6 Ways the Pool and Spa Drain Cover Standards will Change in 2018

The federal law that governs pool and spa safety is called the Virginia Graeme Baker Pool & Spa Safety Act (VGB). It was signed into law in December 2007 and helps protect people, especially children, from unintentional drownings in pools and spas – both commercial and residential. The law is named for 7-year-old Virginia Graeme Baker, who died from a hot tub drain entrapment accident.

From 2005 to 2014, these unintentional drowning deaths averaged 3,536 annually in the U.S. That’s approximately 10 deaths each day, with one in five of those deaths or approximately two deaths per day of children under the age of 15 – that’s over 700 deaths per year! And this didn’t include all the children who received emergency care for near drownings.

In 2017, we still had 163 drowning deaths of children under the age of 15. Of these, 112 were children under the age of 5 – that’s almost 70 percent.[ii]  It’s sad to know that, in the U.S., unintentional drowning is the second leading cause of death for children under the age of 15. Florida had the highest number for children under 15 with 25 deaths.

It’s taken some time, but it seems the VGB has been instrumental in decreasing accidental drowning deaths of children. In that vein, the VGB has been amended for 2018 with stricter regulations for existing pools and new pool construction, as well as spas.

How do the 2018 Revisions affect you?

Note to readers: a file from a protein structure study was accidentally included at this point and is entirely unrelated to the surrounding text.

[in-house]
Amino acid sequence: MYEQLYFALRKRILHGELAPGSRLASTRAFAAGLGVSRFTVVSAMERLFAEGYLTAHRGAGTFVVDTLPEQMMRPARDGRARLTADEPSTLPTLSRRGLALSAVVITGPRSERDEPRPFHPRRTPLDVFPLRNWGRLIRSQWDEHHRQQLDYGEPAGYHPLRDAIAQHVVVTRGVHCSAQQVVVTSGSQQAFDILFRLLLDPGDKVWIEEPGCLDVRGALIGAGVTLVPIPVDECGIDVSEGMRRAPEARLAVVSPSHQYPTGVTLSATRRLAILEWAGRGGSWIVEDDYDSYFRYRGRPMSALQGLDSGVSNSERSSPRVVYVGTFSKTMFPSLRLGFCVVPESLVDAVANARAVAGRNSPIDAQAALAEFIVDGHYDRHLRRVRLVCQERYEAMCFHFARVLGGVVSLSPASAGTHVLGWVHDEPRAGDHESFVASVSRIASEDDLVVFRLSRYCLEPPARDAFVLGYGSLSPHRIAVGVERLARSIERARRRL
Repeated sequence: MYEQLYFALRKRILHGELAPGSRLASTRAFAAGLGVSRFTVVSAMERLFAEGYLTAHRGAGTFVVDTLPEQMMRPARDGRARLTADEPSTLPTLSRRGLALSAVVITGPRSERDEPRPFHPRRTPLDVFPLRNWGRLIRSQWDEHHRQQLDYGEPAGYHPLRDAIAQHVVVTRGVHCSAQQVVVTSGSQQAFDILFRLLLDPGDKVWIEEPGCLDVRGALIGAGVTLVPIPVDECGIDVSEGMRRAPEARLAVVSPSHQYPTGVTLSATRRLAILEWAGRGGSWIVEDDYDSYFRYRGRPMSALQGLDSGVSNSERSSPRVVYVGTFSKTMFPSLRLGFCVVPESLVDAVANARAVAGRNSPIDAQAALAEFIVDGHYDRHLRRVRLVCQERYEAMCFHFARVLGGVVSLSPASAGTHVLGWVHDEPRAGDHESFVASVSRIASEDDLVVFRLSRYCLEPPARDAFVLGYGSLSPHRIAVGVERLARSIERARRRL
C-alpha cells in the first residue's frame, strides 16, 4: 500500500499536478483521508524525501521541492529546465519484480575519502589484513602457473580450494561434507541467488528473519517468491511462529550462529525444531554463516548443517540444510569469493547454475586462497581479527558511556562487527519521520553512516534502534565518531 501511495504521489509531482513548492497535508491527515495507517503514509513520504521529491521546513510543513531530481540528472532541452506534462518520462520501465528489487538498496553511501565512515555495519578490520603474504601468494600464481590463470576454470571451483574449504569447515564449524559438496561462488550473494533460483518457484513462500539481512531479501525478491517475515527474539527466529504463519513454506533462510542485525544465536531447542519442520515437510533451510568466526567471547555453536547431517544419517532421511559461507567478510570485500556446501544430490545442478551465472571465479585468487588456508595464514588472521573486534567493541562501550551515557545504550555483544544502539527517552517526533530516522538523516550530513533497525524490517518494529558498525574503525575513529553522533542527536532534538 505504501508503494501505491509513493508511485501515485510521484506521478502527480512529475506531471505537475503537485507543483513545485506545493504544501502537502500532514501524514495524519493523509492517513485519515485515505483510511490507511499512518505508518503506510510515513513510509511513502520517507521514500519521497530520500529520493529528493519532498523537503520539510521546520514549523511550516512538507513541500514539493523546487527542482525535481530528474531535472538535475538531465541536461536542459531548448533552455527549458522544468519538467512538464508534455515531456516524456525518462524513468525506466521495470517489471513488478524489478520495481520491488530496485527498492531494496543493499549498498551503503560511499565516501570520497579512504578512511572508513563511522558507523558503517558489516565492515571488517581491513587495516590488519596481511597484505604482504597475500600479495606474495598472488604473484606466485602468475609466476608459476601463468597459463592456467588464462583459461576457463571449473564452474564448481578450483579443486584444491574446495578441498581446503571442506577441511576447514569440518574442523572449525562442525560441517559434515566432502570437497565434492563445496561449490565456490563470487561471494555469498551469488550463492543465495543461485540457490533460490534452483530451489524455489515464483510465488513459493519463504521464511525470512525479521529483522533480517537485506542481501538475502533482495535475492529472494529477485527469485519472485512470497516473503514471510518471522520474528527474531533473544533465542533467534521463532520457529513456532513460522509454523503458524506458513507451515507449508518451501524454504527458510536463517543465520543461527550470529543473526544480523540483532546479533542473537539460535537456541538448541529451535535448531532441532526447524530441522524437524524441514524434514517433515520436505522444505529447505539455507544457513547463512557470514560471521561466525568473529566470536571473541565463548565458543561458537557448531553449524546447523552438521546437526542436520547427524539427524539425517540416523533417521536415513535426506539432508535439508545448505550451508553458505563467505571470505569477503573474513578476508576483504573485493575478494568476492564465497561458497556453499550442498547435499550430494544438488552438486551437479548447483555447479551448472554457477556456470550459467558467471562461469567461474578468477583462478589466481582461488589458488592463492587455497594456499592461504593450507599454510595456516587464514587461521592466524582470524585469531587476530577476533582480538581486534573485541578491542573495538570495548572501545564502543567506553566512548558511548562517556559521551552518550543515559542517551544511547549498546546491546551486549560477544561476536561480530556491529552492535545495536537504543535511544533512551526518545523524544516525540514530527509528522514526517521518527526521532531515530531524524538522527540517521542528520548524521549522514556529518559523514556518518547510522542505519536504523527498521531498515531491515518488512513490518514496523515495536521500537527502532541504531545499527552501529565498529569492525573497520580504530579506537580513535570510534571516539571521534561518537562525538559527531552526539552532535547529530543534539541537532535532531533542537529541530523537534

Though the law still uses the simplistic phrase of “drain covers”, the revisions go a step further to define that as being the complex and entire suction outlet fitting assemblies (SOFAs). SOFAs include everything from the cover to the suction pipe, along with certain areas of the circulation system.


The biggest change concerns the required documentation. Where once an invoice was enough to comply with the AGB, now more extensive documentation is required that includes the product name, part number, service life (in years), and the permissible flow ratings for different sump configurations. Additionally, there must be a sticker or document that transfers this information from the contractor to the pool or spa owner, the installation date, and exact location for each drain cover in the pool/spa, if more than one. This documentation much be available for inspection on demand.

Expiration Date.

If the drain cover is beyond its expiration date or its expected lifetime, or the installation date cannot be proven, the drain cover is out of compliance.

Manufacturer Hardware. Only manufacturer fasteners can be used – no substitutions; and the cover also must be installed according to manufacturer instructions. The sump bucket or mud frame must be structurally sound, and fasteners must be able to screw into the receptacle for at least three threads.

Flow Requirements.

The combination of the water pump and circulation system’s flow potential must be within the rating for each drain assembly.

Sump Depth.

This is the distance between the underside of the drain cover and the suction pipe opening. Using pipe diameters for this measurement is no longer acceptable. It now must be specified in distance in inches or centimeters for the minimum depth and tested by the manufacturer.

The 2018 revisions mean closer attention to manufacturer documentation and instructions. Both contractors installing drain covers and the manufacturers must do a lot more to remain in compliance with the VGB. As a homeowner, you may wish to consult with a pool professional about whether or not your drain covers need to be updated to comply with the new VGA regulations.

Pool Doctor of the Palm Beaches at has offered residential pool repairs and new pool construction, as well as spa services, for almost 30 years.

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Written by Jason Rothman

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